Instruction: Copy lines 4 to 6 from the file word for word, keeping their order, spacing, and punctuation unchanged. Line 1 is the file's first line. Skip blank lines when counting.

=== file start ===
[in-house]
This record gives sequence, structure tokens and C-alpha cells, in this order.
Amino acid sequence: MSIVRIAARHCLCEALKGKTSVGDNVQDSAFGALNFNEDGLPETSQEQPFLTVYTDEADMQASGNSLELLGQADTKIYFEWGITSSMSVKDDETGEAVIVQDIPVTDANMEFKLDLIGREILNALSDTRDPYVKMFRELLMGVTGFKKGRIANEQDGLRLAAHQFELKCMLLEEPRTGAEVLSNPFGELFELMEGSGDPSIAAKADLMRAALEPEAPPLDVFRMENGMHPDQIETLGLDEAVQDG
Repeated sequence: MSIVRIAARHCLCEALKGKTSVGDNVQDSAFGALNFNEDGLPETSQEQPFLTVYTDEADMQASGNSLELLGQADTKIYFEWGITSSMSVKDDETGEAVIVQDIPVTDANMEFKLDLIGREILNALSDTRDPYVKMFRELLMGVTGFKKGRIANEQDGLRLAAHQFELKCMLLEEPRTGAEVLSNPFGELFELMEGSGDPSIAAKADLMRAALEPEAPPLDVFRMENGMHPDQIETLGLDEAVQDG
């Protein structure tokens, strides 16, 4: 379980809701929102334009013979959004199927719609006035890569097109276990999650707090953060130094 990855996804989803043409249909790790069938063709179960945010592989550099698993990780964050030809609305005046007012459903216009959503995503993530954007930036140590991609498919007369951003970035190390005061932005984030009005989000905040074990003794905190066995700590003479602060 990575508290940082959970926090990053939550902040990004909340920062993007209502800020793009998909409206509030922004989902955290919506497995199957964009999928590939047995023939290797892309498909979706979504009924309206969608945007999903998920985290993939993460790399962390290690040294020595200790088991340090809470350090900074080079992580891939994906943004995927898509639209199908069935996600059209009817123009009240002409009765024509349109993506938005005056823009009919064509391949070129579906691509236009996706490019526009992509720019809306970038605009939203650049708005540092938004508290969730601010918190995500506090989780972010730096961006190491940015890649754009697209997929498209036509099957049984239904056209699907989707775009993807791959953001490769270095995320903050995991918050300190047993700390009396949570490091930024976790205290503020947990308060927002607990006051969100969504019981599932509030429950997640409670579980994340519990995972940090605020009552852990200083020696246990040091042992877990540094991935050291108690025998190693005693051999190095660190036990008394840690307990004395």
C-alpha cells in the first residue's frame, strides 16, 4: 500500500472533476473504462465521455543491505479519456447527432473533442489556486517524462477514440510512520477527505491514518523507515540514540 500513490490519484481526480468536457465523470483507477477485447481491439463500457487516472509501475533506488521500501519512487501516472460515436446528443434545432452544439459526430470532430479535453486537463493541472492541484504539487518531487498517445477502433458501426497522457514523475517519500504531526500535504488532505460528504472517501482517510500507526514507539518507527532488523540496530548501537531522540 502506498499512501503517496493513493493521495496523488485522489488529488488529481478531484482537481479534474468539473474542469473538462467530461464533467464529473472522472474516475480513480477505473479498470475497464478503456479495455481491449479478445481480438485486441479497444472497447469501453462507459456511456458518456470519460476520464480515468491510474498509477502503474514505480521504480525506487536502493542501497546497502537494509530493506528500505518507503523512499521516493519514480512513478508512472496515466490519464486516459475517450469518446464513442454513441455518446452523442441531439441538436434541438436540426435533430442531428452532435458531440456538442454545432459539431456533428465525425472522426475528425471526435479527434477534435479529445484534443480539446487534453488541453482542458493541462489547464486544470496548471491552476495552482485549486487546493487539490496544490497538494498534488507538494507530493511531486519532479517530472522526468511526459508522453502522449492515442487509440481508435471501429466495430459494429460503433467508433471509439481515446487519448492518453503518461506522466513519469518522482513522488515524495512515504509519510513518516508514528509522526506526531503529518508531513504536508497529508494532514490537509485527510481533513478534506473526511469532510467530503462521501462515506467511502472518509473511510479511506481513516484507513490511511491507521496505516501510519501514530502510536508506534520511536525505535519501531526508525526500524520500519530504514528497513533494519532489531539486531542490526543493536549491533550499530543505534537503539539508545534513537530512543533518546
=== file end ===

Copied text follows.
Repeated sequence: MSIVRIAARHCLCEALKGKTSVGDNVQDSAFGALNFNEDGLPETSQEQPFLTVYTDEADMQASGNSLELLGQADTKIYFEWGITSSMSVKDDETGEAVIVQDIPVTDANMEFKLDLIGREILNALSDTRDPYVKMFRELLMGVTGFKKGRIANEQDGLRLAAHQFELKCMLLEEPRTGAEVLSNPFGELFELMEGSGDPSIAAKADLMRAALEPEAPPLDVFRMENGMHPDQIETLGLDEAVQDG
């Protein structure tokens, strides 16, 4: 379980809701929102334009013979959004199927719609006035890569097109276990999650707090953060130094 990855996804989803043409249909790790069938063709179960945010592989550099698993990780964050030809609305005046007012459903216009959503995503993530954007930036140590991609498919007369951003970035190390005061932005984030009005989000905040074990003794905190066995700590003479602060 990575508290940082959970926090990053939550902040990004909340920062993007209502800020793009998909409206509030922004989902955290919506497995199957964009999928590939047995023939290797892309498909979706979504009924309206969608945007999903998920985290993939993460790399962390290690040294020595200790088991340090809470350090900074080079992580891939994906943004995927898509639209199908069935996600059209009817123009009240002409009765024509349109993506938005005056823009009919064509391949070129579906691509236009996706490019526009992509720019809306970038605009939203650049708005540092938004508290969730601010918190995500506090989780972010730096961006190491940015890649754009697209997929498209036509099957049984239904056209699907989707775009993807791959953001490769270095995320903050995991918050300190047993700390009396949570490091930024976790205290503020947990308060927002607990006051969100969504019981599932509030429950997640409670579980994340519990995972940090605020009552852990200083020696246990040091042992877990540094991935050291108690025998190693005693051999190095660190036990008394840690307990004395």
C-alpha cells in the first residue's frame, strides 16, 4: 500500500472533476473504462465521455543491505479519456447527432473533442489556486517524462477514440510512520477527505491514518523507515540514540 500513490490519484481526480468536457465523470483507477477485447481491439463500457487516472509501475533506488521500501519512487501516472460515436446528443434545432452544439459526430470532430479535453486537463493541472492541484504539487518531487498517445477502433458501426497522457514523475517519500504531526500535504488532505460528504472517501482517510500507526514507539518507527532488523540496530548501537531522540 502506498499512501503517496493513493493521495496523488485522489488529488488529481478531484482537481479534474468539473474542469473538462467530461464533467464529473472522472474516475480513480477505473479498470475497464478503456479495455481491449479478445481480438485486441479497444472497447469501453462507459456511456458518456470519460476520464480515468491510474498509477502503474514505480521504480525506487536502493542501497546497502537494509530493506528500505518507503523512499521516493519514480512513478508512472496515466490519464486516459475517450469518446464513442454513441455518446452523442441531439441538436434541438436540426435533430442531428452532435458531440456538442454545432459539431456533428465525425472522426475528425471526435479527434477534435479529445484534443480539446487534453488541453482542458493541462489547464486544470496548471491552476495552482485549486487546493487539490496544490497538494498534488507538494507530493511531486519532479517530472522526468511526459508522453502522449492515442487509440481508435471501429466495430459494429460503433467508433471509439481515446487519448492518453503518461506522466513519469518522482513522488515524495512515504509519510513518516508514528509522526506526531503529518508531513504536508497529508494532514490537509485527510481533513478534506473526511469532510467530503462521501462515506467511502472518509473511510479511506481513516484507513490511511491507521496505516501510519501514530502510536508506534520511536525505535519501531526508525526500524520500519530504514528497513533494519532489531539486531542490526543493536549491533550499530543505534537503539539508545534513537530512543533518546